However, there are also some mini-games that just seem out of place and weird. Hangman’s Gambit, for one, has you fill in the blanks to answer a question by shooting the correct letters. And a Bullet Time Battle is a straight up rhythm game with a surprising number of complexities. I assume these exist to keep players with ADD from losing interest, but they were probably the least interesting thing for me.
When the trial is concluded, there is a brief sense of joy at a job well done. Then you realize one of your compatriots must now be executed. Keep in mind that there are no cartoonishly evil characters here that you can 100% say deserve death. You might even think some of the characters were justified. But there is no room for mercy at the hand of Monokuma.
Finally, after a disturbing little cut scene involving a humorously twisted punishment, you return to your Daily Life, minus a couple of characters…
Each cycle of Daily Life, Investigation, and Class Trial opens up all new cans of worms that thicken the plot. You’re steadily fed tantalizing bits of info as to why you’re all in this predicament and who’s behind it all. In other words, I can’t stop playing until I know the truth.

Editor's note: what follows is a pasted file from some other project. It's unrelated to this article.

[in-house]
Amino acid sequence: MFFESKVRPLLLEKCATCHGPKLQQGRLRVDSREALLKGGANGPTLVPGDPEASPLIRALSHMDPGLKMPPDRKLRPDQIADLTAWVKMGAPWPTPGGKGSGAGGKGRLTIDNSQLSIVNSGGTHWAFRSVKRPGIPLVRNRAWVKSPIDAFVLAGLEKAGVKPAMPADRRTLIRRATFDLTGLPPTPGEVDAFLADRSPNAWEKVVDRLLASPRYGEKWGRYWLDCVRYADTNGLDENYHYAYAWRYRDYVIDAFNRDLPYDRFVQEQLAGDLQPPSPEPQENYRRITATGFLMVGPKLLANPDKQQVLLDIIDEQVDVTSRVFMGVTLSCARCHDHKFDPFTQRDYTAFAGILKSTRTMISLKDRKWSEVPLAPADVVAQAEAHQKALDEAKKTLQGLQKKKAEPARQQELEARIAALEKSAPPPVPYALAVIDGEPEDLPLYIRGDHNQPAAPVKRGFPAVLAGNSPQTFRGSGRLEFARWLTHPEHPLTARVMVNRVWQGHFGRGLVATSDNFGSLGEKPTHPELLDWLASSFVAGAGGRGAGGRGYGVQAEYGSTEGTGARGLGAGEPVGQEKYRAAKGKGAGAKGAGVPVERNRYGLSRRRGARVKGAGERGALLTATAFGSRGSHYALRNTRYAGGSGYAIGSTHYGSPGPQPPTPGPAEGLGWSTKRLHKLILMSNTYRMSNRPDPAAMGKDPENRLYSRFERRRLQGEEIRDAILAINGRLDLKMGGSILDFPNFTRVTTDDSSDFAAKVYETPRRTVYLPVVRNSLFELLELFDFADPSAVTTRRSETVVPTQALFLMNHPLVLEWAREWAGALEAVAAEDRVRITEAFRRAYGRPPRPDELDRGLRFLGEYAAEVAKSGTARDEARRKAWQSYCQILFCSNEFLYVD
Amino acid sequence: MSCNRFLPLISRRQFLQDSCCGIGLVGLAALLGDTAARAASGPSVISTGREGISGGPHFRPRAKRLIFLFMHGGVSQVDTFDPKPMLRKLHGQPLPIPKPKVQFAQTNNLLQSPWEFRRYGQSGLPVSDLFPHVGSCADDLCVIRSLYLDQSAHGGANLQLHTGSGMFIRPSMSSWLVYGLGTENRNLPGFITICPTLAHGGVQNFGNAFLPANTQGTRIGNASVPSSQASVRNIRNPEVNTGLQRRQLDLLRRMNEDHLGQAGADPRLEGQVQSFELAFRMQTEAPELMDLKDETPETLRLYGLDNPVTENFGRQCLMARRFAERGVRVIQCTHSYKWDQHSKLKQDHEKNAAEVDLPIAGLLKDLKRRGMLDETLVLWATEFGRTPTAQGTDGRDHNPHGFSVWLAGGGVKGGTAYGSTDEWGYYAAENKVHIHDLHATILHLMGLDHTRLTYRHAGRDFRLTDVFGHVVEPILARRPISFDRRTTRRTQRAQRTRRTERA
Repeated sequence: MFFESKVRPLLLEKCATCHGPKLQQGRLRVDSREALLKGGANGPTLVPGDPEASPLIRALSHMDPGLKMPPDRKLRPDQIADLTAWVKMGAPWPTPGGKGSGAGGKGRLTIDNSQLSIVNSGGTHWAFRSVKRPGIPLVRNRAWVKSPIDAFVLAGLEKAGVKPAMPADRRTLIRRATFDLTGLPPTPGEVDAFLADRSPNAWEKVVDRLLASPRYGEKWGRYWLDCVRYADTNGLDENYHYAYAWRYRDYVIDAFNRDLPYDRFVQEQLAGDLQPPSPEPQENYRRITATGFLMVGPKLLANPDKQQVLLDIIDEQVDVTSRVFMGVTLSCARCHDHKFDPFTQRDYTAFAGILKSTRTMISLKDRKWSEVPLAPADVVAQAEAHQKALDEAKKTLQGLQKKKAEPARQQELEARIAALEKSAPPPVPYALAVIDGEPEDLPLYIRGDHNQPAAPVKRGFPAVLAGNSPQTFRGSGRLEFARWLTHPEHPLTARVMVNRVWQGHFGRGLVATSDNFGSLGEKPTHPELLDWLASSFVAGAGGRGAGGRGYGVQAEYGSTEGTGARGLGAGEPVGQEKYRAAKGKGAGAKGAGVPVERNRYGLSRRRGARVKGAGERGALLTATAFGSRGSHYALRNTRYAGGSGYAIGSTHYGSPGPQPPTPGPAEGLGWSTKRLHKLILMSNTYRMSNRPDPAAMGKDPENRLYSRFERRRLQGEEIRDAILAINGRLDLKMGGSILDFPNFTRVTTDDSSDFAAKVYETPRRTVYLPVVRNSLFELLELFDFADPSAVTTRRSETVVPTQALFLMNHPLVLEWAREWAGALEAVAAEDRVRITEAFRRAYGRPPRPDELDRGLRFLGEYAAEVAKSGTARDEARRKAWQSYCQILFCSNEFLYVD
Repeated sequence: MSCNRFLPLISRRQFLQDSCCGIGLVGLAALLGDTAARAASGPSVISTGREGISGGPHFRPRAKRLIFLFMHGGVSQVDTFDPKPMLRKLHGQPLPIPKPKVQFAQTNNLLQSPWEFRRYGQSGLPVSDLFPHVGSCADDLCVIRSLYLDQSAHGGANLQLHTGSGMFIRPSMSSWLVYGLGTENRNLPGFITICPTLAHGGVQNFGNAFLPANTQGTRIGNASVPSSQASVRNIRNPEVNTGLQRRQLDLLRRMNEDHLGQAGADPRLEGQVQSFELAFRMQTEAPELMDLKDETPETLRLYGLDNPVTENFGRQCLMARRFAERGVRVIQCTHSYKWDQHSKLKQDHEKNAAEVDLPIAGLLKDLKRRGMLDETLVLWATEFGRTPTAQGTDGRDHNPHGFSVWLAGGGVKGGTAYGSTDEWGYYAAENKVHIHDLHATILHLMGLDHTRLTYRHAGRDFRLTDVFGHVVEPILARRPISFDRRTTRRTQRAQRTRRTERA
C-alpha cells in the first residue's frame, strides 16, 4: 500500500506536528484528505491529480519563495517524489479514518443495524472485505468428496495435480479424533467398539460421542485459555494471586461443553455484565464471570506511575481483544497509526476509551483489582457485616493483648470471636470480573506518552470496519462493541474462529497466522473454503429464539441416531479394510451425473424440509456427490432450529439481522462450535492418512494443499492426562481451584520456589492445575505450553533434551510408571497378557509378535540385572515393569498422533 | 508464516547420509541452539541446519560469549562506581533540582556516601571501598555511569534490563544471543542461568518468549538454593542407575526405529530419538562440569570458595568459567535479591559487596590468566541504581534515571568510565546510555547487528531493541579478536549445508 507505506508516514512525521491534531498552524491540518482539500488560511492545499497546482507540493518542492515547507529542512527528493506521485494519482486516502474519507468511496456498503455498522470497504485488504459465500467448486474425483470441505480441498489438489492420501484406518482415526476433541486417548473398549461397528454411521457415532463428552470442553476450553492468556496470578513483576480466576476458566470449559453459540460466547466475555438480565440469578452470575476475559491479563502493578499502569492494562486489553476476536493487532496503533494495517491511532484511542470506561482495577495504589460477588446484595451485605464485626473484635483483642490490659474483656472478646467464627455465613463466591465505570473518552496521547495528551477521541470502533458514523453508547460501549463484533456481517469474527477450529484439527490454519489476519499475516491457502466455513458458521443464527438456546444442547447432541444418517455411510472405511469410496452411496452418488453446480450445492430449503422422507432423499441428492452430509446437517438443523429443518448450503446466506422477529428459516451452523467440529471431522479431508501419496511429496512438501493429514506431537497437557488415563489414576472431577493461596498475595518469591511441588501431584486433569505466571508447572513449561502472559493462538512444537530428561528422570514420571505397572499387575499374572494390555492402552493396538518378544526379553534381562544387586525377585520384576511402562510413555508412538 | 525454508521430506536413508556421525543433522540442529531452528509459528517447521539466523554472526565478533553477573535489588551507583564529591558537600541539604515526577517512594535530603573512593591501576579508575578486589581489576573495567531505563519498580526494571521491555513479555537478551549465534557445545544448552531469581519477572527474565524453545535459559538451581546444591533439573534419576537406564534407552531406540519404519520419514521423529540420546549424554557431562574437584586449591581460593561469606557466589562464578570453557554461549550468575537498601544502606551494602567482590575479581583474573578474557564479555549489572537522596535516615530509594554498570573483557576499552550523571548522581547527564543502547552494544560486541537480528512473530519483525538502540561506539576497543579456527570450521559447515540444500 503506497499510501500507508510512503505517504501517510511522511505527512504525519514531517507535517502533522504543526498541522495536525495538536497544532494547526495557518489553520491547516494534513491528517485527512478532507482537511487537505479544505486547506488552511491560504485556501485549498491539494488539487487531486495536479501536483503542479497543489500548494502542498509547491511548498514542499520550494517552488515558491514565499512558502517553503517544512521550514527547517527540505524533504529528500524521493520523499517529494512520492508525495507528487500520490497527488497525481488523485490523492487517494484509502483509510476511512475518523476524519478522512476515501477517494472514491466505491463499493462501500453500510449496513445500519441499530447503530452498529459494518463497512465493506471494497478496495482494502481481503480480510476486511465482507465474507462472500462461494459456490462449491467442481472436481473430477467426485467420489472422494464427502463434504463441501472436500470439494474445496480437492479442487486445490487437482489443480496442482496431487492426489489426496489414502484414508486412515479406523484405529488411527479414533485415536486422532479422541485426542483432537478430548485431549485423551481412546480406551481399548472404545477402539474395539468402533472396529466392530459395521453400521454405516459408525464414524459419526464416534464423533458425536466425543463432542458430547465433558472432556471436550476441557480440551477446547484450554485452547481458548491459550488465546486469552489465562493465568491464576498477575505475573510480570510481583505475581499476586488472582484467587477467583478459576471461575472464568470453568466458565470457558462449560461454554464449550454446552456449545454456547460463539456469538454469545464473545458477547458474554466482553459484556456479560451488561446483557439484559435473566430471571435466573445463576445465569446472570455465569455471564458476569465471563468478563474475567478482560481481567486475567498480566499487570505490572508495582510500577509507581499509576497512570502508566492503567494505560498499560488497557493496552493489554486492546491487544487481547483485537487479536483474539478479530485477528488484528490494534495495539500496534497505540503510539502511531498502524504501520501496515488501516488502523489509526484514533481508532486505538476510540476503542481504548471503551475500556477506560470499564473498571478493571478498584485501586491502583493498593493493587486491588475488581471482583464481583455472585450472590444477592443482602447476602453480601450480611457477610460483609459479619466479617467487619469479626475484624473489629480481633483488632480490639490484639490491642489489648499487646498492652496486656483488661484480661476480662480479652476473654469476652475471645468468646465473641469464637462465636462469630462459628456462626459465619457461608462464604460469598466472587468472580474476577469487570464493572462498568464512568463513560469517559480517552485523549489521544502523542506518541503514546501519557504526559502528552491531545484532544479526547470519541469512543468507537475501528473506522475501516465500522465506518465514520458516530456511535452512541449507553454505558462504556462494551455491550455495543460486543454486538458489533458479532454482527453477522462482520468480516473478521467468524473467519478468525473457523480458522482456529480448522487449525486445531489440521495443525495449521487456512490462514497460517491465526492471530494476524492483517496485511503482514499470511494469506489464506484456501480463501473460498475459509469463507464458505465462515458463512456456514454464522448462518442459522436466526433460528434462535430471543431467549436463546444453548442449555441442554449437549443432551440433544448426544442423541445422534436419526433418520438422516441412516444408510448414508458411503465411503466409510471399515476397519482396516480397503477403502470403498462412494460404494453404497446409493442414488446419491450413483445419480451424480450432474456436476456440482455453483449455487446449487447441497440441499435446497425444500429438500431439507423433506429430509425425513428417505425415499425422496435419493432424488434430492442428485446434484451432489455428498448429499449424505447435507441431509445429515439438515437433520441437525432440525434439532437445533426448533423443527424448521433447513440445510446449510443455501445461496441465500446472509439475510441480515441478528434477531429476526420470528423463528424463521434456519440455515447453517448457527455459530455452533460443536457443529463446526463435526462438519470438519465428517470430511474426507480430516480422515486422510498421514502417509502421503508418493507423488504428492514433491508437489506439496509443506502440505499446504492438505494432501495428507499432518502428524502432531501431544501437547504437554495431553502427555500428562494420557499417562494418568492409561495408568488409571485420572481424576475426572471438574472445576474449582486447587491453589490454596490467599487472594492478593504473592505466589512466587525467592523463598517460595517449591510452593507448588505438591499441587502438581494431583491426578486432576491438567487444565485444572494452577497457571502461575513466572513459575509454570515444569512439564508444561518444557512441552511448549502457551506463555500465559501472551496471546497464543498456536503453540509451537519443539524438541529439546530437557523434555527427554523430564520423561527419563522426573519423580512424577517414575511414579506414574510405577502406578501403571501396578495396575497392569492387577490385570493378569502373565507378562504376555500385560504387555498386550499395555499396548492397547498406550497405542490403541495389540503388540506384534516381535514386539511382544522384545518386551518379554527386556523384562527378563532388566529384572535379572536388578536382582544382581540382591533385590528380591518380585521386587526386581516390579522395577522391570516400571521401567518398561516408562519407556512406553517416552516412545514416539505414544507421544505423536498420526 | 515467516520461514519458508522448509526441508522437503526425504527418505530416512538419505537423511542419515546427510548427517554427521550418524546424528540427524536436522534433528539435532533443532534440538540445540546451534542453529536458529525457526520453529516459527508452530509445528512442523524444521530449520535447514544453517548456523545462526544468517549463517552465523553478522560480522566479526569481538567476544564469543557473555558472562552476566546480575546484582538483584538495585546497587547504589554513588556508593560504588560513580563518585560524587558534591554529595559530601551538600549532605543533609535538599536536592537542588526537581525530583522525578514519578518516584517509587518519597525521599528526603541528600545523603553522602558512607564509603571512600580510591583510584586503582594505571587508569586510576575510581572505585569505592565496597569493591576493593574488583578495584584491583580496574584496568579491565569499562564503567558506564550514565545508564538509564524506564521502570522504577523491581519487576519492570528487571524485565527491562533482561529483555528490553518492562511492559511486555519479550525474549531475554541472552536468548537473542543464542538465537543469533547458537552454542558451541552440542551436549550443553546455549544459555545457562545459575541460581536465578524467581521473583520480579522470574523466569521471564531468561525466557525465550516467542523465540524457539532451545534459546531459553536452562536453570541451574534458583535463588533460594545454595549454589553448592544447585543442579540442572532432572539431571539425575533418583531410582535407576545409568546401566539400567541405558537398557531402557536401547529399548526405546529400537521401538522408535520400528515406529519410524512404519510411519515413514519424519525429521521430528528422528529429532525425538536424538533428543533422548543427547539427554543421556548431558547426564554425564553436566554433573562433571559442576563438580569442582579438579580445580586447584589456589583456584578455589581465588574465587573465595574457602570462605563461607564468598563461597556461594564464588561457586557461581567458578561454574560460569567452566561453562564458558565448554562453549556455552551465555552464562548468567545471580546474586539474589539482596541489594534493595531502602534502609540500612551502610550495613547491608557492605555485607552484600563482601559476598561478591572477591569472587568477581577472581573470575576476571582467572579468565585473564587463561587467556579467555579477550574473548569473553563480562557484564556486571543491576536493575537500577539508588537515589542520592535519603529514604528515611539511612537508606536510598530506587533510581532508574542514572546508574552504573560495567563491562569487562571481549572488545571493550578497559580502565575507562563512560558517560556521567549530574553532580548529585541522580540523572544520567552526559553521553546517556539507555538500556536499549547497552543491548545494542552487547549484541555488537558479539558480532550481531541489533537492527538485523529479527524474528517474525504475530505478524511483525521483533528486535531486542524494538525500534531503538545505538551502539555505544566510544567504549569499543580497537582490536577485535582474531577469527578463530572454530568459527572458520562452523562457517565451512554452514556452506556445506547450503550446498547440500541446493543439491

One of the biggest supporting roles in this game is played by the sound. The music is alright, and not especially memorable, but it sets the mood when things are tense or just plain scary. During a trial, it shifts into a high-tempo techno beat that lends the scenes an exceptional level of intensity. And while there are some characters whose voices are intentionally silly (and a little annoying to listen to) most of them are seriously well done and deliver solid performances throughout the trials.
While Dangan Ronpa is many things, it is a visual novel first and foremost. If you are just looking to solve murders, you will be disappointed as that’s less than half of what you’ll be doing. But if you enjoy intrigue, plot twists, dark humor, and you don’t need to rigorously test your intellect, you’re going to enjoy your stay at Hope’s Peak. Just be sure to lock your dorm room at night…